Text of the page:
Helicopter UH-1D 64-13738


Information on U.S. Army helicopter UH-1D tail number 64-13738
The Army purchased this helicopter 0765
Total flight hours at this point: 00001054
Date: 05/01/1967
Incident number: 670501171ACD Accident case number: 670501171 Total loss or fatality Accident
Unit: 335 AHC
South Vietnam
UTM grid coordinates: YT086035
Number killed in accident = 4 . . Injured = 0 . . Passengers = 1
costing 228554
Original source(s) and document(s) from which the incident was created or updated: Defense Intelligence Agency Helicopter Loss database. Army Aviation Safety Center database. Also: OPERA (Operations Report. )
Loss to Inventory

Crew Members:
P 2LT LEGG JOHN DUANE KIA
P WO1 ANDREWS JOHN MICHEAL KIA
CE PFC FOGLER LEWIS JOHN KIA
G SP4 QUINN ROBERT FRANK KIA


Accident Summary:

At approximately 1316 hours, Army helicopters 66-1159 and 64-13738 had a mid-air collision while formation flying at approximately 1,500 feet in the vicinity of YT086035, five miles southeast of Bien Hoa. The two aircraft were part of a flight of nine helicopters of the 335th Assault Helicopter Company flying in a staggered trail left formation from Bien Hoa to Bear Cat. On arrival at Bear Cat, the 335th AHC was to participate in a combat assault operation in support of the 9th Infantry Division. The two aircraft involved in the accident were flying in the #1 and #2 positions in the formation. After take-off, the flight had climbed to 1,500 feet, had leveled off and was flying at an airspeed of 80 knots. The trail aircraft, #9, had told the lead aircraft, #1, that the flight was joined; lead had acknowledged. The trail aircraft had checked on artillery firing out of Bear Cat and had passed the information on to the lead aircraft. At this time, the AC flying the #3 aircraft in the formation noticed that the #2 aircraft had moved in very tight and slightly to the rear and above the lead aircraft. The tip path plane of the #1 and #2 aircraft were overlapping at times. Because of this, the AC in the #3 position decided to increase the distance between his aircraft and #1 and #2. Shortly there after the lead aircraft rose a few feet, and almost struck the #2 aircraft's rotor blades with his rotor blades, then gradually descended again. The #2 aircraft made no adjustments for the rise and fall of the lead aircraft. Again the lead aircraft began to gain a few feet of altitude and banked very slightly to the right. The #2 aircraft again made no adjustment and the two aircraft struck each other approximately four feet inboard of the tip plain. The air was immediately filled with debris, the lead aircraft rolled approximately 15 degrees to the right, went into a nose high attitude, then fell to the ground. The #2 aircraft rolled approximately 20 degrees to the left, assumed a nose low attitude and fell to the ground. Both aircraft lost their transmissions and rotor blades prior to striking the ground. The #2 aircraft was burning prior to hitting the ground.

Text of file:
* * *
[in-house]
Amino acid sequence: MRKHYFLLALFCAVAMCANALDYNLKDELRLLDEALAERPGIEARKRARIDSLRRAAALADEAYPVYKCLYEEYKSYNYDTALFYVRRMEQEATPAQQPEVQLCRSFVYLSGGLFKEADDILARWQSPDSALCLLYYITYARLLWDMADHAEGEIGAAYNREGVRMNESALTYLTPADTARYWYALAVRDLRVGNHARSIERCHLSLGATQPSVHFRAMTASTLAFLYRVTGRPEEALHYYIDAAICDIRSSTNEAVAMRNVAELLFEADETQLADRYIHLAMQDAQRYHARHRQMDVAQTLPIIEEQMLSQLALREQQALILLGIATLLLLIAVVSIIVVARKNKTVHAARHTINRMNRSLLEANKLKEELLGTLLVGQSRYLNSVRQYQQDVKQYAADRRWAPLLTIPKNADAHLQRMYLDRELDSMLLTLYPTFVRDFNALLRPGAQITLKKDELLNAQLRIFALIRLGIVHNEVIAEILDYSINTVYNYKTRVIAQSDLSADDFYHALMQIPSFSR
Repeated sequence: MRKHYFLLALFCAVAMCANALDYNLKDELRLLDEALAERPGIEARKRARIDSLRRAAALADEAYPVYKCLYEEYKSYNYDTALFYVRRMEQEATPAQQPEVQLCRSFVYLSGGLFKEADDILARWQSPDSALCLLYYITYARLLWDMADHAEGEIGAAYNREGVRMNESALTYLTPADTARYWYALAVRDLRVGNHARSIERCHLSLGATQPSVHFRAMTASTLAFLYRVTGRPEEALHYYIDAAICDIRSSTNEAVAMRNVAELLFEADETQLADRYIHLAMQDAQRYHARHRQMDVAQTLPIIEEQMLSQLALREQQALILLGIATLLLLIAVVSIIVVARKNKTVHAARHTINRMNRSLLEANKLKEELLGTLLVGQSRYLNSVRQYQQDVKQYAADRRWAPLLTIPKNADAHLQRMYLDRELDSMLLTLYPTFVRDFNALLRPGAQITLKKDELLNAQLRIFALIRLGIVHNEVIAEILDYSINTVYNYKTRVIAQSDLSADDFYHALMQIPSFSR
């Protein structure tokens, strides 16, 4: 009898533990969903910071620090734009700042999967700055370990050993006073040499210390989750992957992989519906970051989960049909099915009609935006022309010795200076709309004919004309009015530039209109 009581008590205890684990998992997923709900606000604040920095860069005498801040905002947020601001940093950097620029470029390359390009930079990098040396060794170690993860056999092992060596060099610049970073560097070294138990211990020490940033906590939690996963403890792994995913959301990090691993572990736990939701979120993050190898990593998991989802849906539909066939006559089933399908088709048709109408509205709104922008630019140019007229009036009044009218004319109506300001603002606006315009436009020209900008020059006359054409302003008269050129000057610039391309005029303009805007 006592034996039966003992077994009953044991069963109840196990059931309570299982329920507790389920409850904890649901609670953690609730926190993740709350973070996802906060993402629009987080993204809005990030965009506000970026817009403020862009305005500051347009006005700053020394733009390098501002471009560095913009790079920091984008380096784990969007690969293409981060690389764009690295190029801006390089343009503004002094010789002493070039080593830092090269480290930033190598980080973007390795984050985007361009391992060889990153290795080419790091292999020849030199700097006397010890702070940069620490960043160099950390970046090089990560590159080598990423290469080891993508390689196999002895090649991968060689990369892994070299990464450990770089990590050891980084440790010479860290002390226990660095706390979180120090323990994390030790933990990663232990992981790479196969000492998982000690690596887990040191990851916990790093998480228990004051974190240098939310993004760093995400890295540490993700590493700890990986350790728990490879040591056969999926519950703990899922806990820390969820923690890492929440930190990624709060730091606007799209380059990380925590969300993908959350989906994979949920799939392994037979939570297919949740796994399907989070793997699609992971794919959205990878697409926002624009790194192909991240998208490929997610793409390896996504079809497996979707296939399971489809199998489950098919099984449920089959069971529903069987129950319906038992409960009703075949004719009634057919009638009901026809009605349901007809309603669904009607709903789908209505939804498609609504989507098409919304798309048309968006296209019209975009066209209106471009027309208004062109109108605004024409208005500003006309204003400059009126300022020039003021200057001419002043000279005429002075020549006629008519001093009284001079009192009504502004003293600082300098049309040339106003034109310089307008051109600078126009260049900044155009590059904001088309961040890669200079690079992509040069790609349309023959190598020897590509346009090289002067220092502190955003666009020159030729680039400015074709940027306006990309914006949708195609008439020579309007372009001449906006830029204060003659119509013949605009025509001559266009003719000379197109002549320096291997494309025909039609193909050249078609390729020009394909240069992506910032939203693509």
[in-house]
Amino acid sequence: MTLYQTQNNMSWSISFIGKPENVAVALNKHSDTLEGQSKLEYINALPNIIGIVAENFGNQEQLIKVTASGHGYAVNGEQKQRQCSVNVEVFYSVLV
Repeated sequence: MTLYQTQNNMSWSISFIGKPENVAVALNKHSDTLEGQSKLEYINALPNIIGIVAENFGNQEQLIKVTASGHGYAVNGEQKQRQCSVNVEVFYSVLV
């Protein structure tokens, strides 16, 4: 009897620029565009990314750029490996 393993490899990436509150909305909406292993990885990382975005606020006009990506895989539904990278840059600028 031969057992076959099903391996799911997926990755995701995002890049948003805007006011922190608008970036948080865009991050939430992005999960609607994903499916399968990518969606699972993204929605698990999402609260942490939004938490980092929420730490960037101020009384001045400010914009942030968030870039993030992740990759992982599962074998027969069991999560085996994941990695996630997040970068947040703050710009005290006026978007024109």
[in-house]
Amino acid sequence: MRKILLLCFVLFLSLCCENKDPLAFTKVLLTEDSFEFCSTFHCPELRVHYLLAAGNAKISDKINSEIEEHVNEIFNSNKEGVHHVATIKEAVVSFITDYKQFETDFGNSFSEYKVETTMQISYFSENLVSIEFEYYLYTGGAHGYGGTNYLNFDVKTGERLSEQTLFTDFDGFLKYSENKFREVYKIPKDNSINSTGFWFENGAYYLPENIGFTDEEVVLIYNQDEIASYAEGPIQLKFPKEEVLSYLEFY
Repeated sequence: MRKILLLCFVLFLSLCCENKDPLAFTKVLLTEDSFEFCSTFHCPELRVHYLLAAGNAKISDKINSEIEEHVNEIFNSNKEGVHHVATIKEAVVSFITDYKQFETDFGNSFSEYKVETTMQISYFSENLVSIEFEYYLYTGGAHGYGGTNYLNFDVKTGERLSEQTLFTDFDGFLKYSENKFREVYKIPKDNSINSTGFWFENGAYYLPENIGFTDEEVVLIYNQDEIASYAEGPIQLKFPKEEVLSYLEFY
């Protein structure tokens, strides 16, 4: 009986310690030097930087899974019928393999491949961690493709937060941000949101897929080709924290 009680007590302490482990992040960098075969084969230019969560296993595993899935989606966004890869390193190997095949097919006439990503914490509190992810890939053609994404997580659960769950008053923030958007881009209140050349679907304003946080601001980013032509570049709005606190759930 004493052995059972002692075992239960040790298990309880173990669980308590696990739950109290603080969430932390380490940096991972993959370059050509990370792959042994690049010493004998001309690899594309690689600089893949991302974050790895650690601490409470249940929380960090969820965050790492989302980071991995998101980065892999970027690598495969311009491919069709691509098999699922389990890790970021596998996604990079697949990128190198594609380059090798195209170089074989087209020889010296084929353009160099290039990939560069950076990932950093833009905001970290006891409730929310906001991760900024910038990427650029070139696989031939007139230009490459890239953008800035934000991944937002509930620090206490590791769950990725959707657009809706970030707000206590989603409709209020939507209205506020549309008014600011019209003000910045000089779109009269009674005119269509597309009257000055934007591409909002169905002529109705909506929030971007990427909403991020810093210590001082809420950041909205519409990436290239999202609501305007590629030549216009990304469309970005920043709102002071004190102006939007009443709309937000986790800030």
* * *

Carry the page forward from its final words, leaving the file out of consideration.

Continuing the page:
This record was last updated on 05/25/1998


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Date posted on this site: 09/23/2017


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